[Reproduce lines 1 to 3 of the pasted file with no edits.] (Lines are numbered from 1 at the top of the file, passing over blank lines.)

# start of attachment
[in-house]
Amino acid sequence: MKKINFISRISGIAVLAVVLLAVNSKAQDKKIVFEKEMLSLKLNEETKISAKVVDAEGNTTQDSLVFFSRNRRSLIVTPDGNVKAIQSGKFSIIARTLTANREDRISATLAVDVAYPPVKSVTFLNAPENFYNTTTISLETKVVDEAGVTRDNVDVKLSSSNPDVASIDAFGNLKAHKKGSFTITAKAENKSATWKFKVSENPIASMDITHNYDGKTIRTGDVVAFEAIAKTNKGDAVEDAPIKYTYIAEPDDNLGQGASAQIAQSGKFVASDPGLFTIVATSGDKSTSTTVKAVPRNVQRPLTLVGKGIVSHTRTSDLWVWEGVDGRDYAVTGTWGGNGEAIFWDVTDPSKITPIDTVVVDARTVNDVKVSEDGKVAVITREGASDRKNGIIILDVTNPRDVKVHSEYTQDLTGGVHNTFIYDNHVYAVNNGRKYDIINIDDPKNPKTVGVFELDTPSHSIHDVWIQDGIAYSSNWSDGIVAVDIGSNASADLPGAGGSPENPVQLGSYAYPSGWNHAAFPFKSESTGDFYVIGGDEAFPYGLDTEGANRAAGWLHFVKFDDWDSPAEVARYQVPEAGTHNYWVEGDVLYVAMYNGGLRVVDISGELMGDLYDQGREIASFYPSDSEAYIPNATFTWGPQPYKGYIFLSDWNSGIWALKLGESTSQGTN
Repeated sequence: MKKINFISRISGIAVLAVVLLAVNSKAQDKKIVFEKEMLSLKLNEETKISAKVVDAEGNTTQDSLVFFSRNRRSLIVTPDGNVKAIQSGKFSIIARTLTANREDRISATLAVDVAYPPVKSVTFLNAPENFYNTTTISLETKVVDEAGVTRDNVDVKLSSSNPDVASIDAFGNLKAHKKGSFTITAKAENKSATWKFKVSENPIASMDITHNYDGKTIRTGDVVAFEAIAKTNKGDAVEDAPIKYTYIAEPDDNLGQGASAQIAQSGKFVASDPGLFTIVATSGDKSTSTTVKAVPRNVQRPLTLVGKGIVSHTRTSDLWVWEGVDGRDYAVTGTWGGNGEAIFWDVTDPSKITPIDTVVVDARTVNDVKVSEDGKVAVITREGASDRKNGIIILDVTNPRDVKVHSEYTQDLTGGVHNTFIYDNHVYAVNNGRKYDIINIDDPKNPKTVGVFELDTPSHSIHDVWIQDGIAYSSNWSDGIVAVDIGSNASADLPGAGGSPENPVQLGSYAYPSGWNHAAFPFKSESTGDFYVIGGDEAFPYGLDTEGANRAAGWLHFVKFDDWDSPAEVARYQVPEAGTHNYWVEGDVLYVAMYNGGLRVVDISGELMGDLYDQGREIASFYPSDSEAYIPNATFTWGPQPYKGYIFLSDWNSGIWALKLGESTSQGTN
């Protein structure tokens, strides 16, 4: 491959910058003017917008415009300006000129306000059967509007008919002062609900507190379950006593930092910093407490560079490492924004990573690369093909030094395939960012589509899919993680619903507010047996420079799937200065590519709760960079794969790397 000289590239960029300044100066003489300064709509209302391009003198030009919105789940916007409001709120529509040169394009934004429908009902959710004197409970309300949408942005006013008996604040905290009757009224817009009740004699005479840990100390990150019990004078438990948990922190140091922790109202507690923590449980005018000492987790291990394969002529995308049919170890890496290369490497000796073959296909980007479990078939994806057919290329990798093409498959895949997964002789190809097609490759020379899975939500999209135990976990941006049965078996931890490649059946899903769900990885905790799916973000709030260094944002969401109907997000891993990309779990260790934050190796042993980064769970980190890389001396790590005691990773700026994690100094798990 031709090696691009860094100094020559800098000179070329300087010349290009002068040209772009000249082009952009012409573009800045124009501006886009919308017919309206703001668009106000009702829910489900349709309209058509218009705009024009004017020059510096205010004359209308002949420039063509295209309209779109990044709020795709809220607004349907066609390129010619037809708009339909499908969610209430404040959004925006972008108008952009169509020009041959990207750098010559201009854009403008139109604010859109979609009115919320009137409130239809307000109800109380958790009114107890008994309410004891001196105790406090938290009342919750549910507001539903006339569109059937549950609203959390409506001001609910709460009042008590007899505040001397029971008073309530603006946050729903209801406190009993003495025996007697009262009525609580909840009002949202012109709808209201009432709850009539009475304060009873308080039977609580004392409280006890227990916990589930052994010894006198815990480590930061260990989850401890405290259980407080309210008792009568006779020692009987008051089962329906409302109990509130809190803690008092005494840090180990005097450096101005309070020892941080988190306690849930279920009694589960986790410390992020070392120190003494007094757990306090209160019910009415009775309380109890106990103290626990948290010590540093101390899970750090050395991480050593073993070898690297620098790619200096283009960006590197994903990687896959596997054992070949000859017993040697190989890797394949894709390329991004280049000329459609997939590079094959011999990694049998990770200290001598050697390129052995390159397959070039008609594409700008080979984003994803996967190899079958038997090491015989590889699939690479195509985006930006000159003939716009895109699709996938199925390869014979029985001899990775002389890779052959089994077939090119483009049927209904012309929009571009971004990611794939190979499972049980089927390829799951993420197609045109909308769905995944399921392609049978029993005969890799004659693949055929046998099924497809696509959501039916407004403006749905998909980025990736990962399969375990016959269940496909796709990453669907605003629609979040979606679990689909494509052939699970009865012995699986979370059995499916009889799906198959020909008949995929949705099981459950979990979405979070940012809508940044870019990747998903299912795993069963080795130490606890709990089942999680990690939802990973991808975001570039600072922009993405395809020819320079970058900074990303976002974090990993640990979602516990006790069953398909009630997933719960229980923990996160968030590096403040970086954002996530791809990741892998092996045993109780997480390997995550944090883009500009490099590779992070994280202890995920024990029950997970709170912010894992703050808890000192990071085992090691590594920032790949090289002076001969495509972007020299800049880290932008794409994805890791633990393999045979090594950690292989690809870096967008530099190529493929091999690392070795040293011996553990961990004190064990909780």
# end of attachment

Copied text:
[in-house]
Amino acid sequence: MKKINFISRISGIAVLAVVLLAVNSKAQDKKIVFEKEMLSLKLNEETKISAKVVDAEGNTTQDSLVFFSRNRRSLIVTPDGNVKAIQSGKFSIIARTLTANREDRISATLAVDVAYPPVKSVTFLNAPENFYNTTTISLETKVVDEAGVTRDNVDVKLSSSNPDVASIDAFGNLKAHKKGSFTITAKAENKSATWKFKVSENPIASMDITHNYDGKTIRTGDVVAFEAIAKTNKGDAVEDAPIKYTYIAEPDDNLGQGASAQIAQSGKFVASDPGLFTIVATSGDKSTSTTVKAVPRNVQRPLTLVGKGIVSHTRTSDLWVWEGVDGRDYAVTGTWGGNGEAIFWDVTDPSKITPIDTVVVDARTVNDVKVSEDGKVAVITREGASDRKNGIIILDVTNPRDVKVHSEYTQDLTGGVHNTFIYDNHVYAVNNGRKYDIINIDDPKNPKTVGVFELDTPSHSIHDVWIQDGIAYSSNWSDGIVAVDIGSNASADLPGAGGSPENPVQLGSYAYPSGWNHAAFPFKSESTGDFYVIGGDEAFPYGLDTEGANRAAGWLHFVKFDDWDSPAEVARYQVPEAGTHNYWVEGDVLYVAMYNGGLRVVDISGELMGDLYDQGREIASFYPSDSEAYIPNATFTWGPQPYKGYIFLSDWNSGIWALKLGESTSQGTN
Repeated sequence: MKKINFISRISGIAVLAVVLLAVNSKAQDKKIVFEKEMLSLKLNEETKISAKVVDAEGNTTQDSLVFFSRNRRSLIVTPDGNVKAIQSGKFSIIARTLTANREDRISATLAVDVAYPPVKSVTFLNAPENFYNTTTISLETKVVDEAGVTRDNVDVKLSSSNPDVASIDAFGNLKAHKKGSFTITAKAENKSATWKFKVSENPIASMDITHNYDGKTIRTGDVVAFEAIAKTNKGDAVEDAPIKYTYIAEPDDNLGQGASAQIAQSGKFVASDPGLFTIVATSGDKSTSTTVKAVPRNVQRPLTLVGKGIVSHTRTSDLWVWEGVDGRDYAVTGTWGGNGEAIFWDVTDPSKITPIDTVVVDARTVNDVKVSEDGKVAVITREGASDRKNGIIILDVTNPRDVKVHSEYTQDLTGGVHNTFIYDNHVYAVNNGRKYDIINIDDPKNPKTVGVFELDTPSHSIHDVWIQDGIAYSSNWSDGIVAVDIGSNASADLPGAGGSPENPVQLGSYAYPSGWNHAAFPFKSESTGDFYVIGGDEAFPYGLDTEGANRAAGWLHFVKFDDWDSPAEVARYQVPEAGTHNYWVEGDVLYVAMYNGGLRVVDISGELMGDLYDQGREIASFYPSDSEAYIPNATFTWGPQPYKGYIFLSDWNSGIWALKLGESTSQGTN